Baby's health Breast Feeding

More Moms Breast Feeding

A newly released US Government report finds that breast-feeding in the US is at its highest mark in at least 20 years with more than three-quarters of new moms nursing their infants.

About 77 percent of new mothers breast-feed, at least briefly, the Centers for Disease Control and Prevention said.

Experts attributed the rise to education campaigns that emphasize that breast milk is better than formula at protecting babies against disease and childhood obesity. A changing culture that accommodates nursing mothers may also be a factor.

The CDC provided a racial breakdown stating:

  • The percentage of black infants who were ever breast-fed rose most dramatically, to 65 percent. Only 36 percent were ever breast-fed in 1993-1994, the new study found.
  • For whites, the figure rose to 79 percent, from 62 percent. For Mexican-Americans, it increased to 80 percent, from 67 percent.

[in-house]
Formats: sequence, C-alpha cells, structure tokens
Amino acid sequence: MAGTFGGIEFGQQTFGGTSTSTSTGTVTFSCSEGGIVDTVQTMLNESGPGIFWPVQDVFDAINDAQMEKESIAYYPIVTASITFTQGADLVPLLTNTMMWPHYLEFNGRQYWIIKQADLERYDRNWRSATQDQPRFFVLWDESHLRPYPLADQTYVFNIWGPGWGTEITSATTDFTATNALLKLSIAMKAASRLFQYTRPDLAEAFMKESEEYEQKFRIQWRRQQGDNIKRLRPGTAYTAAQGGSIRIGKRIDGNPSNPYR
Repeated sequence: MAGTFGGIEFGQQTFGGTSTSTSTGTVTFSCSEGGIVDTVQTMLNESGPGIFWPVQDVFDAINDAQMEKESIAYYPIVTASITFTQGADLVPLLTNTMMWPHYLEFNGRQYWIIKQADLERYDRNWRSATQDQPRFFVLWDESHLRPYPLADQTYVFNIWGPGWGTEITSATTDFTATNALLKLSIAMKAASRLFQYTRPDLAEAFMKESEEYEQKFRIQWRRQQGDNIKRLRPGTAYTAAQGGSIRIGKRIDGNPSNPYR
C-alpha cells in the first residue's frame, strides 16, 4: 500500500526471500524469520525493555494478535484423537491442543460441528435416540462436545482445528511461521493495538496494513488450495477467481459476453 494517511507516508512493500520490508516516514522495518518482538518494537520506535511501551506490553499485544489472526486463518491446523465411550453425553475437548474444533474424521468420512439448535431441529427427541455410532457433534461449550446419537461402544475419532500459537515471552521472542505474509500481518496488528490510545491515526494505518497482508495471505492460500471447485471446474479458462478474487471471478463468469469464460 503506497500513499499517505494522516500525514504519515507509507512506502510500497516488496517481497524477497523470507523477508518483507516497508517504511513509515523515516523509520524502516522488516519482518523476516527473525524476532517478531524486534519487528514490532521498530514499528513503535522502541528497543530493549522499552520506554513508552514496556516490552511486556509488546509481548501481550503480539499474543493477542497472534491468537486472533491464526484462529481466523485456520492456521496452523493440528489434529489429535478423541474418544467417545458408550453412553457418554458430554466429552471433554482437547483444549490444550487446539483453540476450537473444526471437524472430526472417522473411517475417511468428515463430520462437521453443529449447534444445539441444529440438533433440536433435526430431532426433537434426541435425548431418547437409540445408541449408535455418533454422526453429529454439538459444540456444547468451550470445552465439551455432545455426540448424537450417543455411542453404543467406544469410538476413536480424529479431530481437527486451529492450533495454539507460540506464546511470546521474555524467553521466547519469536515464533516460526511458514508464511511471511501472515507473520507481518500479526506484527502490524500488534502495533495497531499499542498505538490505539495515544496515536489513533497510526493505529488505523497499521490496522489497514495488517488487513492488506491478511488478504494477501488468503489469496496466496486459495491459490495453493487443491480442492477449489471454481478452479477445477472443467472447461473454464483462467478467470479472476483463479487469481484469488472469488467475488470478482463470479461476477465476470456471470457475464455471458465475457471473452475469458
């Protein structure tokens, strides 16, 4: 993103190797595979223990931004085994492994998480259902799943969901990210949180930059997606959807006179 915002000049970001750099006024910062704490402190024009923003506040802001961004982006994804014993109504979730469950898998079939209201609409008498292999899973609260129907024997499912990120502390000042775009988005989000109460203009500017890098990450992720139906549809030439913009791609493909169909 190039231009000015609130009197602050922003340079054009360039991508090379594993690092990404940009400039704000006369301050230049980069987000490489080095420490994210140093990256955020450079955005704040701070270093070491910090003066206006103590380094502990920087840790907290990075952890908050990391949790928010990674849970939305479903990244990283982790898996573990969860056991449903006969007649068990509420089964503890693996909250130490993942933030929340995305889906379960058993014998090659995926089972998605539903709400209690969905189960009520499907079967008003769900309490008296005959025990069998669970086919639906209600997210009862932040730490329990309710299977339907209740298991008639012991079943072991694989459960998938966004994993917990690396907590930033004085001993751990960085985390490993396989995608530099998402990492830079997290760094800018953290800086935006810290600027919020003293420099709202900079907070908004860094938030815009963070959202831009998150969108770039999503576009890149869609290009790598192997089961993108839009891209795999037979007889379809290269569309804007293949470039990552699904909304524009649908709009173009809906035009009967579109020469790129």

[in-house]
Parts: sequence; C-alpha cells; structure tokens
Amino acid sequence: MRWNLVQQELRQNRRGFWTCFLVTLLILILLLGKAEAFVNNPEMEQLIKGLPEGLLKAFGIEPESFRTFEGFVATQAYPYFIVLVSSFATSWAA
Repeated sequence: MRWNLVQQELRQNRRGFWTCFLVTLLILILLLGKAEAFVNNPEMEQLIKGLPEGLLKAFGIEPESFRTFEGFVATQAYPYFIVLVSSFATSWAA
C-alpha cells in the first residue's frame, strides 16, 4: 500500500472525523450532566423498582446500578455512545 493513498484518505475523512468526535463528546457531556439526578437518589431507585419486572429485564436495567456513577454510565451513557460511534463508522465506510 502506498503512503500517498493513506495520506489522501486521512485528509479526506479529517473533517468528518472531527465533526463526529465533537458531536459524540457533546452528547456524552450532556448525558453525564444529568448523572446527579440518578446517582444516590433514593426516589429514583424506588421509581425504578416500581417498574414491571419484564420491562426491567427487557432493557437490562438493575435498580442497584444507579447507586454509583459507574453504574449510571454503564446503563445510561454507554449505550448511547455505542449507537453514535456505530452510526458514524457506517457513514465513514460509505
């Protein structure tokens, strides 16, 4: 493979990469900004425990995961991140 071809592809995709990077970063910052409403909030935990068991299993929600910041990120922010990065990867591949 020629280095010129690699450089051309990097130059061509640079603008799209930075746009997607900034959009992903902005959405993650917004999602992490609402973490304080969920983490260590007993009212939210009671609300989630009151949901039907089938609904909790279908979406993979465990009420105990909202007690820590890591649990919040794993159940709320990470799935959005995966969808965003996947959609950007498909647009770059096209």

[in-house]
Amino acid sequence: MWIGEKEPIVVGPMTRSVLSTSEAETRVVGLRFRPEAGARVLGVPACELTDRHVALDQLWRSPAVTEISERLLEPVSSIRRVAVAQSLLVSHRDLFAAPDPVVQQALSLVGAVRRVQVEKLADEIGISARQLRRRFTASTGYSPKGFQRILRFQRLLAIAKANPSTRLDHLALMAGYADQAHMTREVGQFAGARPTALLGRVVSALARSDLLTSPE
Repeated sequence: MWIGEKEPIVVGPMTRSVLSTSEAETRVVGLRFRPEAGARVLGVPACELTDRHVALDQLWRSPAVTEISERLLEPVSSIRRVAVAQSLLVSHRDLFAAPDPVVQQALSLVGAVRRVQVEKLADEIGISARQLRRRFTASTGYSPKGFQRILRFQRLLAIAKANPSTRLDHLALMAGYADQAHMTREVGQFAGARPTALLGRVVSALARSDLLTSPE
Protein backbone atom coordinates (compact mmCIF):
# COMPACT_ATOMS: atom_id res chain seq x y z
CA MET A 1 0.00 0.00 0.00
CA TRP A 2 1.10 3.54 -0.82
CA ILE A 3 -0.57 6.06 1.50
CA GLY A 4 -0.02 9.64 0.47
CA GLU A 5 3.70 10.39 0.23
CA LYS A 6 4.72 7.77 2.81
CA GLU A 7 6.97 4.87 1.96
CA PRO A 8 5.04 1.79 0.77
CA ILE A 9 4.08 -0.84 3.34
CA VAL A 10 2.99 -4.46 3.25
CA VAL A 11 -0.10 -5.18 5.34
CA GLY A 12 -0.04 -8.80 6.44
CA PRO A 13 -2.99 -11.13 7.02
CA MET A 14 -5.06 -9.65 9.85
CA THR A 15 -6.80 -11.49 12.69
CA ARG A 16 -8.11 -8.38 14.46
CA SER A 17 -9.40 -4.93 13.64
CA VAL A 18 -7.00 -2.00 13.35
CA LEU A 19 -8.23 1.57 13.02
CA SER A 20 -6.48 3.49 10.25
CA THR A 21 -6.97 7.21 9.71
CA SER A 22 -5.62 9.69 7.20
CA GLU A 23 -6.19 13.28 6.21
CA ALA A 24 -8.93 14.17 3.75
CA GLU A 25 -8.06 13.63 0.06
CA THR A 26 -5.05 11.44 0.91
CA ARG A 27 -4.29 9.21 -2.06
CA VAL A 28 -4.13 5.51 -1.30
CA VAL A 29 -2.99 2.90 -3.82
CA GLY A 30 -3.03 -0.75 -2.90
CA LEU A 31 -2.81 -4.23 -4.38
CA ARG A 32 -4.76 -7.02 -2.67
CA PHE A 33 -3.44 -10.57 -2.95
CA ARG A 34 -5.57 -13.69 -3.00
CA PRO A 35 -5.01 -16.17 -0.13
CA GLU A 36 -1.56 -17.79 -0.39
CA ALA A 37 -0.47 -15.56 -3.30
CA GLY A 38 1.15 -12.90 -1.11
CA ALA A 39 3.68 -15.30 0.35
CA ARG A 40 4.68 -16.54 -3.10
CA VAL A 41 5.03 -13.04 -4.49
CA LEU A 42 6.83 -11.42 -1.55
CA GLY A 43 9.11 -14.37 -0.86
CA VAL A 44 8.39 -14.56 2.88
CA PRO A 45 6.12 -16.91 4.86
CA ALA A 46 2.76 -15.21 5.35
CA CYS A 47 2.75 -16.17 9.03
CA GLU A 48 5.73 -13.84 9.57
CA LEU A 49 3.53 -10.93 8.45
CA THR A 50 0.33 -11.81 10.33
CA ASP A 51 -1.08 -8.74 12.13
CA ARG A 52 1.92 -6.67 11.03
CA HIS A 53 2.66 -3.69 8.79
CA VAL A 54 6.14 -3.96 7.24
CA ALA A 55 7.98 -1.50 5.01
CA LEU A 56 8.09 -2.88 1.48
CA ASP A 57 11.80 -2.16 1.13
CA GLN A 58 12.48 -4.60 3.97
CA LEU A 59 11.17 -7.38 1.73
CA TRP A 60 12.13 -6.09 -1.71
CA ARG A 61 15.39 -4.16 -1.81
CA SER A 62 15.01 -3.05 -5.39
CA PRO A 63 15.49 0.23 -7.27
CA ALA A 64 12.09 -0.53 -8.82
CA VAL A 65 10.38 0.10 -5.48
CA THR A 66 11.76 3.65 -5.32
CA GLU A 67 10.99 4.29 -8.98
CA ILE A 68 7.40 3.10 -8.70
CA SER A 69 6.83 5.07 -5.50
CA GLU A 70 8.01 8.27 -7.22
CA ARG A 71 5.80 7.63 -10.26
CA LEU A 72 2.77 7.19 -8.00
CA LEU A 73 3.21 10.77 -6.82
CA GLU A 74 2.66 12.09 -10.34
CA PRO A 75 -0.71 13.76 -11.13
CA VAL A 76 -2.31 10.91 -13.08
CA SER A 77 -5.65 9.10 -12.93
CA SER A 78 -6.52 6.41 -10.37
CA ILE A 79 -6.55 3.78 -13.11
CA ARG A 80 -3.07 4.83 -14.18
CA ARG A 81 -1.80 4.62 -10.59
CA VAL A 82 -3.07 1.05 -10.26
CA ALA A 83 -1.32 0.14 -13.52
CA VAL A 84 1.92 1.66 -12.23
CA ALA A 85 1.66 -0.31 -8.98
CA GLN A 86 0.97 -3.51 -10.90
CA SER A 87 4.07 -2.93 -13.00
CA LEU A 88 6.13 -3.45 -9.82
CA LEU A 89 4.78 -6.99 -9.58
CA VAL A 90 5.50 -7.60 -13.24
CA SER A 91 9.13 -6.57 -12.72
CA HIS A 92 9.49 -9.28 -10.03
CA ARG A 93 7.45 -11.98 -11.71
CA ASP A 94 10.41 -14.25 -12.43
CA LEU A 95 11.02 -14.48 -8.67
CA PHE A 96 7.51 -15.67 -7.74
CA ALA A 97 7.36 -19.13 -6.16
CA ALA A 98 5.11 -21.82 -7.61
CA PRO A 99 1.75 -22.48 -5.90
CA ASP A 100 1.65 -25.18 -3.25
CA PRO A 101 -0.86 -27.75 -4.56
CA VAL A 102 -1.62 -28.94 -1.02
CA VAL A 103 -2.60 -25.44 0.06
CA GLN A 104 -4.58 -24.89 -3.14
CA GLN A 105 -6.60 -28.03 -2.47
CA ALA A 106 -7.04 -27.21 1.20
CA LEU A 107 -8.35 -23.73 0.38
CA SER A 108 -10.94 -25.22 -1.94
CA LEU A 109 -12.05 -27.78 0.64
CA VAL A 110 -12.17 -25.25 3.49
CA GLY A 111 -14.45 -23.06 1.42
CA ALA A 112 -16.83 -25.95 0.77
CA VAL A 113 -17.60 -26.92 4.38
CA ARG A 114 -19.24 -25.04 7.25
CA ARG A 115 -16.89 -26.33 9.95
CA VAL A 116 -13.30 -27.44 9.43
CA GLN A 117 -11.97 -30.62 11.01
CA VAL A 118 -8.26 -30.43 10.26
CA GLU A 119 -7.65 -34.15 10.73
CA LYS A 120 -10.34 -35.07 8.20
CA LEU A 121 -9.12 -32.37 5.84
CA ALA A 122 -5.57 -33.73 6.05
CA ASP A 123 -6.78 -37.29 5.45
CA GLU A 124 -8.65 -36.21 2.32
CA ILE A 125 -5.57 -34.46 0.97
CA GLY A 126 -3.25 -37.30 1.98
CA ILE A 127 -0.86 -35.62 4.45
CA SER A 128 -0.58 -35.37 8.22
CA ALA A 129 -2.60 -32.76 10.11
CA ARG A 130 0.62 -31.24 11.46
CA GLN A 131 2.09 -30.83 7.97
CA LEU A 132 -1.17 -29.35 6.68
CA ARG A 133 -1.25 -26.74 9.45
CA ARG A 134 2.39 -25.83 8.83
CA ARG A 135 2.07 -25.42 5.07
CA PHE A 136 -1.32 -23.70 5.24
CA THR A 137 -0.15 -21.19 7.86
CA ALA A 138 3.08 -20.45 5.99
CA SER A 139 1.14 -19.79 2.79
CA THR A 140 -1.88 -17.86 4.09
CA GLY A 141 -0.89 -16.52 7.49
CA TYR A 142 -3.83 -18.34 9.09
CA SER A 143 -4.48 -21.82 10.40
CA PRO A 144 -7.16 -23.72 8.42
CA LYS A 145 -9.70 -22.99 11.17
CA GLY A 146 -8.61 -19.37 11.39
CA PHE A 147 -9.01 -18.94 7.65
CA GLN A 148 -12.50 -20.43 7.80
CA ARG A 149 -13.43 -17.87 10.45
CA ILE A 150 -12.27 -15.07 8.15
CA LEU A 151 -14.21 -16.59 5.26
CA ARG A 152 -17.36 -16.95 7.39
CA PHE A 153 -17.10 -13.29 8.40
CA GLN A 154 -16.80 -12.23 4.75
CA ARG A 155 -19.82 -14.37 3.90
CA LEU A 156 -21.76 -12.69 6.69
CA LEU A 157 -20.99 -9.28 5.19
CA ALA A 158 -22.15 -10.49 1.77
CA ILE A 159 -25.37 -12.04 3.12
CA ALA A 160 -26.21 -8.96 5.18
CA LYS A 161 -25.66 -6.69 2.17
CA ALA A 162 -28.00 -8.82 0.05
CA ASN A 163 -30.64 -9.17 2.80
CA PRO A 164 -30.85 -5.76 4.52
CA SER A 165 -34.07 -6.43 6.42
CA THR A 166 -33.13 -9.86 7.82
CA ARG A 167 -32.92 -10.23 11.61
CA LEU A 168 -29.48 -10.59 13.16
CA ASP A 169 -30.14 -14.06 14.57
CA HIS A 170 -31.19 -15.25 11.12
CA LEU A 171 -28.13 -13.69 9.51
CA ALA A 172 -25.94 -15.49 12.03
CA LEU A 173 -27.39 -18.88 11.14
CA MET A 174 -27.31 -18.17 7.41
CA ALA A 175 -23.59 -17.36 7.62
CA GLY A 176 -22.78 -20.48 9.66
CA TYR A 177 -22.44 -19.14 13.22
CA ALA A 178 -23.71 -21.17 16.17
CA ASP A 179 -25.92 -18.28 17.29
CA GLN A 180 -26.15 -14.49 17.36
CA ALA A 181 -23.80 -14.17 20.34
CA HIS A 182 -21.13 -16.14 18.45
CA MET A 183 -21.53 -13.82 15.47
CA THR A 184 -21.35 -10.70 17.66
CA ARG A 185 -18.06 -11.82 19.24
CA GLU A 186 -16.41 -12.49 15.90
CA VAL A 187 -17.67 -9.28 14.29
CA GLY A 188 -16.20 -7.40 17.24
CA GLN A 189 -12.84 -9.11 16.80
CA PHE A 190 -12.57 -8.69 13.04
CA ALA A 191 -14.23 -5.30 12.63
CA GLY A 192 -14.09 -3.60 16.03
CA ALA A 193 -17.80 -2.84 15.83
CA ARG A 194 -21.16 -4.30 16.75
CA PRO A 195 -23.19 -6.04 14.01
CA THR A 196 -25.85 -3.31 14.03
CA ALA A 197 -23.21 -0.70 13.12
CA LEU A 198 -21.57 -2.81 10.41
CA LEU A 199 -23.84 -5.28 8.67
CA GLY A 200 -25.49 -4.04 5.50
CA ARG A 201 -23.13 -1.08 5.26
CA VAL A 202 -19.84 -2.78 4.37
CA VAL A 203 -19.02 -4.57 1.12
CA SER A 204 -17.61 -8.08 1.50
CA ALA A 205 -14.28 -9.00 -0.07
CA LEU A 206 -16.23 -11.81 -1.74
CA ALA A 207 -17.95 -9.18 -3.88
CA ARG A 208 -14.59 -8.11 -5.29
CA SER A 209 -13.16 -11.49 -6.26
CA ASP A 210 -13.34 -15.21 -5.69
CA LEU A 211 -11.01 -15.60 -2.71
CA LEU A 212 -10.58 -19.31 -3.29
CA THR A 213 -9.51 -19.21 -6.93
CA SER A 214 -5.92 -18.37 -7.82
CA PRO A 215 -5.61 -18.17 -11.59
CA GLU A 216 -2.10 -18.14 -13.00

At least three types of CDC surveys have shown breast-feeding rates moving upward since the early 1990s, officials said.

The latest CDC report found rates of breast-feeding were also lowest among women who are unmarried, poor, rural, younger than 20, and have a high school education or less.

It’s nice to see that moms are open minded about breast feeding. Even if they don’t continue for a long period at least the baby got the initial benefit.

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About the author

Lisa Arneill

Mom of 2 boys and founder of and World Traveled Family. When I'm not running around after my boys, I'm looking for our next vacation spot!

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